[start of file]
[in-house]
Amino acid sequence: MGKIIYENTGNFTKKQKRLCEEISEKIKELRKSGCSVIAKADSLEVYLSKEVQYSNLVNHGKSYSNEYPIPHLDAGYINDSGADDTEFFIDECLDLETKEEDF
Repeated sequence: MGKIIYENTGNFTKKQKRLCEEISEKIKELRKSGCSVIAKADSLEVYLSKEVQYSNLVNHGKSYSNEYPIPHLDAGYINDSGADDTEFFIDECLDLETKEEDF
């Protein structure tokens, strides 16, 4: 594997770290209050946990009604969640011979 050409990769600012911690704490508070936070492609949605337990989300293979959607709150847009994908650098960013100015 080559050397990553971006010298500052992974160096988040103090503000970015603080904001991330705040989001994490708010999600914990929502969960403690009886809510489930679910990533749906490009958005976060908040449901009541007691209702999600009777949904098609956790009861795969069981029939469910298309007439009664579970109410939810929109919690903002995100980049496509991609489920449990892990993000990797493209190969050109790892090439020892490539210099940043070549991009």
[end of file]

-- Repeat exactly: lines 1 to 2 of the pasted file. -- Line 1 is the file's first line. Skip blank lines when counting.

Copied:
[in-house]
Amino acid sequence: MGKIIYENTGNFTKKQKRLCEEISEKIKELRKSGCSVIAKADSLEVYLSKEVQYSNLVNHGKSYSNEYPIPHLDAGYINDSGADDTEFFIDECLDLETKEEDF